Inaugural Clement A. Price Chair in Public History and the Humanities and Director, Price Institute, Rutgers-Newark
If there’s one thing Jack Tchen wants his students to take away from this article it’s this:
“I’m an anchor baby.”
“Please, make sure you put that in there,” said Tchen, a world-class scholar, curator, organization-builder and long-time NYU history and urban studies professor who joined Rutgers University-Newark this fall to lead the Clement A. Price Institute on Ethnicity, Culture and the Modern Experience and serve as the Inaugural Clement A. Price Chair in Public History and the Humanities.
His parents arrived as refugees from China in the early 1950s after the “repeal” of the Chinese Exclusion Law. Still, the United States capped entry of those of Chinese heritage at 105 people per year.
“That law was a part of the longstanding Anglo-American fear of ‘yellow peril,’” he said. “My parents learned of a landmark 1898 Supreme Court ruling in United States vs. Wong Kim Ark that ruled any baby born on U.S. soil was a citizen. So that was me.”
He makes a point of sharing this personal information to show the connection between anti-immigrant and racist sentiments then and now have shaped who are welcomed and who are not welcomed to enter and stay in the United States.
“Birthright citizenship is exactly what Trump is trying to repeal now,” he said. “That attack against the promise of ‘equal justice for all persons’ under the Fourteenth Amendment is a critical though often forgotten part of our nation’s civil rights history. I’m part of that history – we all are.”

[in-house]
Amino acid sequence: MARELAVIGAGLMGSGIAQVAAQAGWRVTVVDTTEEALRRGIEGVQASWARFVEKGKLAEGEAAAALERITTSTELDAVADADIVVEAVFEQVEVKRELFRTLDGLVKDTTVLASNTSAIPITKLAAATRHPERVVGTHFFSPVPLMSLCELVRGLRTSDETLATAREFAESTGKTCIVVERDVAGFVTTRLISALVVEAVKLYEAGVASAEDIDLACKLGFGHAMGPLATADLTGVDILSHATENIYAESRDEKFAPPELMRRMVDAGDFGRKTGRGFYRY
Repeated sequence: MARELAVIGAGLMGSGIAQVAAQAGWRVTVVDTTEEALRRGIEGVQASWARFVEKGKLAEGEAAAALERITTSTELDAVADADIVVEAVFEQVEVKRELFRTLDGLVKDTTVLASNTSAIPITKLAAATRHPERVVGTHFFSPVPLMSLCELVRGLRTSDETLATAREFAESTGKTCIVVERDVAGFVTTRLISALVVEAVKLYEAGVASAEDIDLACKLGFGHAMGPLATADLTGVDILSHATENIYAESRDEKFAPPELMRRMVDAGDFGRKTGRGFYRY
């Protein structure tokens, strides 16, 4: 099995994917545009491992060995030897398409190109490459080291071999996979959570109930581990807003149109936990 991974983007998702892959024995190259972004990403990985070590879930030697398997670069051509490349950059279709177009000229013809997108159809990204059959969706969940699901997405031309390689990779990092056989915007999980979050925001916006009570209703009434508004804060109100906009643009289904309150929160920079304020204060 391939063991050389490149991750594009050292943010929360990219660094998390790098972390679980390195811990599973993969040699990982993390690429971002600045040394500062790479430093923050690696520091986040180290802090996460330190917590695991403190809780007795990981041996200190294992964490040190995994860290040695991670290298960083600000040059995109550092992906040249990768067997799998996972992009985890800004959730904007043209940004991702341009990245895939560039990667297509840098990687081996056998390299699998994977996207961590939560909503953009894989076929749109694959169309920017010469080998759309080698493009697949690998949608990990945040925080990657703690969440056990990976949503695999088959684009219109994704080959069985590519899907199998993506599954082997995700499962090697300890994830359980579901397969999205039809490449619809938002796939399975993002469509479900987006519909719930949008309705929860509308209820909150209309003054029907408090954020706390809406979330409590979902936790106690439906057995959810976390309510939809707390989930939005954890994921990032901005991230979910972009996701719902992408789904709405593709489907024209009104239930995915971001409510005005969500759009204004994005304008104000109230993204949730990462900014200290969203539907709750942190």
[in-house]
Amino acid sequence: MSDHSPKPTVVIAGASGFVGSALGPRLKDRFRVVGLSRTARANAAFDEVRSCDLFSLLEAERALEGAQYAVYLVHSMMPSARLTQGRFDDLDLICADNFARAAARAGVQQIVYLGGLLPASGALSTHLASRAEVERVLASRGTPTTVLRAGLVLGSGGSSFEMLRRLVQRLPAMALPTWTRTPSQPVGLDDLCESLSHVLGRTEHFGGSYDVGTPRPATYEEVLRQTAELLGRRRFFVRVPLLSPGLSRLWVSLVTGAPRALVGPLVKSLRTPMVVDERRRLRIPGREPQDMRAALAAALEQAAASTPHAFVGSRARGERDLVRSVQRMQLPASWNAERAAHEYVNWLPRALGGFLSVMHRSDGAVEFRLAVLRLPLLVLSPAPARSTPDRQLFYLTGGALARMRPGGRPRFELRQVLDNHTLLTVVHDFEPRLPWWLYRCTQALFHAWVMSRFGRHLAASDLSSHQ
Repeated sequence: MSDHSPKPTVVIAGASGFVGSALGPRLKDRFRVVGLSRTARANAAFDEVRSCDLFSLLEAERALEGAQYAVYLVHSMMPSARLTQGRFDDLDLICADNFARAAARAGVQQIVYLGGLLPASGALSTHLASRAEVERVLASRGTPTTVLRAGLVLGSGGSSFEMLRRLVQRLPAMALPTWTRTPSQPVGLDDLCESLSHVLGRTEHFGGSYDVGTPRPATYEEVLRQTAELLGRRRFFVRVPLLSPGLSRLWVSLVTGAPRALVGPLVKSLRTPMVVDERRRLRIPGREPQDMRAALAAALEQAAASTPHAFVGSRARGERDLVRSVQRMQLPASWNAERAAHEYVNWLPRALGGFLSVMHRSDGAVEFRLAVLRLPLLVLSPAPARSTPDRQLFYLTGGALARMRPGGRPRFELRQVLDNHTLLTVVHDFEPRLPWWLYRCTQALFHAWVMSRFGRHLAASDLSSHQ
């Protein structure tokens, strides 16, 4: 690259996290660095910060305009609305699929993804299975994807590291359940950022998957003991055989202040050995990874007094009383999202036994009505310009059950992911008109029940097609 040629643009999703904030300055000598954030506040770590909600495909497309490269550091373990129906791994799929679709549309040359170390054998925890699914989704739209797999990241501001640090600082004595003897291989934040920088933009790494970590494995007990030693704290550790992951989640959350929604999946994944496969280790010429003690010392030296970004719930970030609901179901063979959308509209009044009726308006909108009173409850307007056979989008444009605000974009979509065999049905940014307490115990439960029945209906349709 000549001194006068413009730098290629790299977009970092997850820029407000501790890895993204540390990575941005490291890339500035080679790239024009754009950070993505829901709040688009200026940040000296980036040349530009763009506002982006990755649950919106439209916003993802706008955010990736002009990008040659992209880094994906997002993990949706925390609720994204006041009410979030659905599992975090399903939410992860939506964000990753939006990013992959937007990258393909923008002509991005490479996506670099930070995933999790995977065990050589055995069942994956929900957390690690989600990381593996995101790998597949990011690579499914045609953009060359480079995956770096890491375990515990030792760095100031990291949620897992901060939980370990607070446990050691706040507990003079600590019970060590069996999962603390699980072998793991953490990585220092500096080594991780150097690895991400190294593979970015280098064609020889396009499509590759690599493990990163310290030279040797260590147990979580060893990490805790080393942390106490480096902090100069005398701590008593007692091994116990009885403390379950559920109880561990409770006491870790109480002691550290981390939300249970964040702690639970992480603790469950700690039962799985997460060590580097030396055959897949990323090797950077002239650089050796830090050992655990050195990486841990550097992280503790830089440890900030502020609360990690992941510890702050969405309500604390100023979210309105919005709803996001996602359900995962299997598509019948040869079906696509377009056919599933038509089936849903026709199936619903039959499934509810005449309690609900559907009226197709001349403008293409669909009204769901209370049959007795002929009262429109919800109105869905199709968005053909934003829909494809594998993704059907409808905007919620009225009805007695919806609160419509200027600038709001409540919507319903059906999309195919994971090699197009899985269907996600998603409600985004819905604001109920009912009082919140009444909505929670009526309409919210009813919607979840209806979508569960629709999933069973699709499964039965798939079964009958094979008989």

Tchen’s academic and curatorial pursuits stem, in part, from his experiences growing up a racialized minority in the Midwest – where he was the only non-English speaker in kindergarten – and seeing that pattern of white Protestant’s others in the New York metro region. He’s spent the better part of four decades studying how intersected racial categories morph over time, unearthing and archiving the experiences of various marginalized communities – Asian, black, Italian, Irish, Jewish and indigenous among them – which he says have been glossed over by American history.
At the Price Institute, he established the New York Newark Public History Project to challenge those accounts of history. Among the stories being examined is “The Indian and The Puritan,” a statue created by Mount Rushmore sculptor and known KKK sympathizer Gutzon Borglum in 1916.
"It is so easy to supersede the history of the Lenape people from this region with that of the colonists. With this project, we will replace the myths of our past with the truths of European diseases, violence and claims of colonial property rights – all of this should be basic public knowledge,” he said. “And we’re supporting the newlyformed United Lenape Nations Project to archive and tell their own history and make their own culture.”
At Rutgers-Newark, the chance to work at the most diverse university in the country committed to social justice is what draws him to the Brick City each day.
“That’s why I feel close to the students I work with here at Rutgers-Newark,” he said. “I really identify with them and love researching the past, present and future collaboratively.”
“I would love to be a blues harmonica player, but I have no musical talent whatsoever,” Tchen said. “I sing flat, and my ear doesn’t exist for that.”
In 1997, the Clement A. Price Institute on Ethnicity, Culture, and the Modern Experience at Rutgers-Newark was founded to foster research and programming in the arts and humanities that emphasizes intercultural understanding. The institute hosts annual programs, such as the Marion Thompson Wright Lecture Series, a conference established in 1981 that explores themes related to increasing historical awareness in Greater Newark. The institute is named for the late Clement A. Price, a Rutgers-Newark distinguished professor and Newark city historian committed to social justice and civic engagement in the communities in which he lived and whose teaching and research focused on African-American history and culture, urban and social history, and American race relations.
This profile originally appeared in Rutgers Today.